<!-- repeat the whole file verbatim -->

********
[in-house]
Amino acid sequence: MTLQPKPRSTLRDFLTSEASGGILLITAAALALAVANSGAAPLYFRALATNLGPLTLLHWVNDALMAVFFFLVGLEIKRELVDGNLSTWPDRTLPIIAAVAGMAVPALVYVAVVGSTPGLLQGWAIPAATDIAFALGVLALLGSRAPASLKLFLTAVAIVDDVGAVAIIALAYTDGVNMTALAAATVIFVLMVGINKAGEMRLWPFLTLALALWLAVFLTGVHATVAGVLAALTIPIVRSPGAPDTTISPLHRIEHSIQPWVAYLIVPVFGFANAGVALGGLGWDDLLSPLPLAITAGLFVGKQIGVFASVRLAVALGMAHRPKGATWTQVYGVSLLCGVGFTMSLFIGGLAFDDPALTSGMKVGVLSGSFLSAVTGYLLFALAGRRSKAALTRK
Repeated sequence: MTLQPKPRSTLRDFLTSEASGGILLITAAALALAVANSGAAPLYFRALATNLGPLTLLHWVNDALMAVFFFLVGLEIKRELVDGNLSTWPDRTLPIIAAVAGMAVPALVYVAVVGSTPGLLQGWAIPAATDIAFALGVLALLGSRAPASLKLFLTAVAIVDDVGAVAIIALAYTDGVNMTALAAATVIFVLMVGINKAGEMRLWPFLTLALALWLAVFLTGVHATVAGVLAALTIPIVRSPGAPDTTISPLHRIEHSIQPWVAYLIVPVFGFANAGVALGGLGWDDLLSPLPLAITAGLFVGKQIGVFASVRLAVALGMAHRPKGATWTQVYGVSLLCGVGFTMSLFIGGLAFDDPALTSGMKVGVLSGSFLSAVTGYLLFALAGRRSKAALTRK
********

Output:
[in-house]
Amino acid sequence: MTLQPKPRSTLRDFLTSEASGGILLITAAALALAVANSGAAPLYFRALATNLGPLTLLHWVNDALMAVFFFLVGLEIKRELVDGNLSTWPDRTLPIIAAVAGMAVPALVYVAVVGSTPGLLQGWAIPAATDIAFALGVLALLGSRAPASLKLFLTAVAIVDDVGAVAIIALAYTDGVNMTALAAATVIFVLMVGINKAGEMRLWPFLTLALALWLAVFLTGVHATVAGVLAALTIPIVRSPGAPDTTISPLHRIEHSIQPWVAYLIVPVFGFANAGVALGGLGWDDLLSPLPLAITAGLFVGKQIGVFASVRLAVALGMAHRPKGATWTQVYGVSLLCGVGFTMSLFIGGLAFDDPALTSGMKVGVLSGSFLSAVTGYLLFALAGRRSKAALTRK
Repeated sequence: MTLQPKPRSTLRDFLTSEASGGILLITAAALALAVANSGAAPLYFRALATNLGPLTLLHWVNDALMAVFFFLVGLEIKRELVDGNLSTWPDRTLPIIAAVAGMAVPALVYVAVVGSTPGLLQGWAIPAATDIAFALGVLALLGSRAPASLKLFLTAVAIVDDVGAVAIIALAYTDGVNMTALAAATVIFVLMVGINKAGEMRLWPFLTLALALWLAVFLTGVHATVAGVLAALTIPIVRSPGAPDTTISPLHRIEHSIQPWVAYLIVPVFGFANAGVALGGLGWDDLLSPLPLAITAGLFVGKQIGVFASVRLAVALGMAHRPKGATWTQVYGVSLLCGVGFTMSLFIGGLAFDDPALTSGMKVGVLSGSFLSAVTGYLLFALAGRRSKAALTRK